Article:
IEEE task force approves power boost over Ethernet

Task force draft for 24 watts is given the go-ahead, meaning businesses will be better able to take advantage of the freedom of expansion PoE provides

Convergence took on a new meaning last week when the IEEE 802.3at task force approved the third draft of the PoE (Power over Ethernet) Plus specification, which will converge power lines with Ethernet over an Ethernet cable. 

Shepherded by the Ethernet Alliance, an industry consortium for the promotion of Ethernet technology, the draft calls for up to 24 watts of electricity over Ethernet cable. Up until now, the PoE standard allowed for 14 watts of power, not enough to handle newer technologies like IEEE 802.11n, whose access points require the higher wattage.

Also, the latest generation of security cameras, which use color and have tilt, pan, and zoom capabilities, require more than 14 watts, as do VoIP phones.

Even with the limited power output, enterprise companies have already been buying up the dual mode cables, according to a Gartner report.

Fourteen percent of all switch ports sold worldwide last year included PoE, while Cisco sales for the technology were as high as 30 percent of all sales. At Nortel, a whopping 40 percent of all its switch ports were powered.

The benefits are fairly obvious, according to Brad Booth, chairman of the Ethernet Alliance and a senior principal engineer at AMCC (Applied Micro Circuits Corp.). "If you build out wireless networks, you can power the access points via PoE," he said.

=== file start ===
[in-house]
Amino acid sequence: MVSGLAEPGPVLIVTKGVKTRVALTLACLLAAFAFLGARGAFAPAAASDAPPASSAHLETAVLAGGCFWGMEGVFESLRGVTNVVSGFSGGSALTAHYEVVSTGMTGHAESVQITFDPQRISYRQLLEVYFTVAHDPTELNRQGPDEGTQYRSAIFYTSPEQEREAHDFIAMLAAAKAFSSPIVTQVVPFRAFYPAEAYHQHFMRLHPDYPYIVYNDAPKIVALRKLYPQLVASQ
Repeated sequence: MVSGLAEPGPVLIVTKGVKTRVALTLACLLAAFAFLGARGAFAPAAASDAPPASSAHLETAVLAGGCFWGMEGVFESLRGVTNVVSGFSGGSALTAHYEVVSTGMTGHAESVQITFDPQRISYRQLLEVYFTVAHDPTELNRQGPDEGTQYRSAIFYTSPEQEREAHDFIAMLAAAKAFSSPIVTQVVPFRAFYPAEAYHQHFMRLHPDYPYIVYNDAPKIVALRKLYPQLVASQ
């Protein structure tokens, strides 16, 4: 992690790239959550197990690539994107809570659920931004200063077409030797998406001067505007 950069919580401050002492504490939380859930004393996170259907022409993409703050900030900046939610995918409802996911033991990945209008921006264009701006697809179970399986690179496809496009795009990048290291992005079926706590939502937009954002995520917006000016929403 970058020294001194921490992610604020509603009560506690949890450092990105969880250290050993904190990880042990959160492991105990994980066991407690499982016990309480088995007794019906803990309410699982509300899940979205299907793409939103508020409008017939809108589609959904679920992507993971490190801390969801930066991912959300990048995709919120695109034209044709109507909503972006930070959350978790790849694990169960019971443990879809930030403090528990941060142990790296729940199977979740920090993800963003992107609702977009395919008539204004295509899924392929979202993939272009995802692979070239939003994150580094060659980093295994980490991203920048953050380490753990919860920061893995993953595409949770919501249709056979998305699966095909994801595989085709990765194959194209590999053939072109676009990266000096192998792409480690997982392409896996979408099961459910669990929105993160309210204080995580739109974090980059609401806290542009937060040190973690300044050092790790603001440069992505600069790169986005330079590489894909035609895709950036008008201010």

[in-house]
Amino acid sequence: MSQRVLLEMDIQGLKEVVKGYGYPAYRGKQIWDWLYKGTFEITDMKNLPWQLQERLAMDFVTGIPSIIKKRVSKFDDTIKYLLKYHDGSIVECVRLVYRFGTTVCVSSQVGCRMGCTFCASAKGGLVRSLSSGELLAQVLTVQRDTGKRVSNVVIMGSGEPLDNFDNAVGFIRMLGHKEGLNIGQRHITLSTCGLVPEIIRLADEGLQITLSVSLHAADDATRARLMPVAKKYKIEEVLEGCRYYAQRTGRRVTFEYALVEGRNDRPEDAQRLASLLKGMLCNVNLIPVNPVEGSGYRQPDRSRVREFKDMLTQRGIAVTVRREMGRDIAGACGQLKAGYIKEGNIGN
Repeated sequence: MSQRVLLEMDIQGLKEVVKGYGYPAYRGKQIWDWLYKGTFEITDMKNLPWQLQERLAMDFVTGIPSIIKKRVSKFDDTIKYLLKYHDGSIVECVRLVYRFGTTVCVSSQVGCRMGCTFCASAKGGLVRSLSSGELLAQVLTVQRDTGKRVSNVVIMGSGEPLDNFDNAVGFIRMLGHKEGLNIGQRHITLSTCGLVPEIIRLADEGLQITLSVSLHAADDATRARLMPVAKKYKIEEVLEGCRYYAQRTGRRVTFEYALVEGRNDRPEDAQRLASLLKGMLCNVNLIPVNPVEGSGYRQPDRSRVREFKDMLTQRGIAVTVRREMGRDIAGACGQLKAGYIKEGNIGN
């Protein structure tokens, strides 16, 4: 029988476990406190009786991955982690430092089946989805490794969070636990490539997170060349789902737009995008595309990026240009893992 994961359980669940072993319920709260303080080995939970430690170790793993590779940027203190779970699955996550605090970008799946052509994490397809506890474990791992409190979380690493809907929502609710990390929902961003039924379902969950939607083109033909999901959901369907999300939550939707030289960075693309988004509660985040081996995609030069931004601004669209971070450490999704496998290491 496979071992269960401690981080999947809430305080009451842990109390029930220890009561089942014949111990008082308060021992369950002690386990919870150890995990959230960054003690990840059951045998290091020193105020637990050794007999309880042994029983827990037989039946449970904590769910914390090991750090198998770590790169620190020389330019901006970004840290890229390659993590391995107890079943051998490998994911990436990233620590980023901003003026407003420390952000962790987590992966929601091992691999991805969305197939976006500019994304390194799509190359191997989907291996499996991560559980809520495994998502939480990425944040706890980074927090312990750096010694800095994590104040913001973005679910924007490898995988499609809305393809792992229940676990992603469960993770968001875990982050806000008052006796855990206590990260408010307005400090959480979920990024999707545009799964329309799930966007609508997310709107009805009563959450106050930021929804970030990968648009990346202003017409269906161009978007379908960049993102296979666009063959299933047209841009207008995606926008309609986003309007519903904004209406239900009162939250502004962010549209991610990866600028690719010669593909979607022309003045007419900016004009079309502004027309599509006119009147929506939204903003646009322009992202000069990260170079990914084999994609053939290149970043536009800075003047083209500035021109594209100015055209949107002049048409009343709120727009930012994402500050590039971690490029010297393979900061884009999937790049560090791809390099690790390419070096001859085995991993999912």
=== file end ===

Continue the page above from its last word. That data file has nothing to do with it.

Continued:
Powered APs will give network managers the ability to put access points where it might have been impractical before this due to the difficulty of adding electrical wiring.

In addition, running power over a CAT V cable eliminates the need for extra wiring and costs associated with installation, and PoE does not require an inspection, whereas wiring upgrades do.

The roadmap beyond PoE Plus is uncertain, Booth said, but the task force is looking at higher power output over Ethernet, although the current tactic of bundling cables together might not be viable due to the heat generated beyond 24 watts at this time.

The draft specification for PoE Plus has been sent to the IEEE 802.3 working group, and final ratification is expected in about 16 months. In the meantime, companies like Cisco and Microsemi have introduced their own PoE, believing that the current spec is fairly stable, which Booth confirmed.

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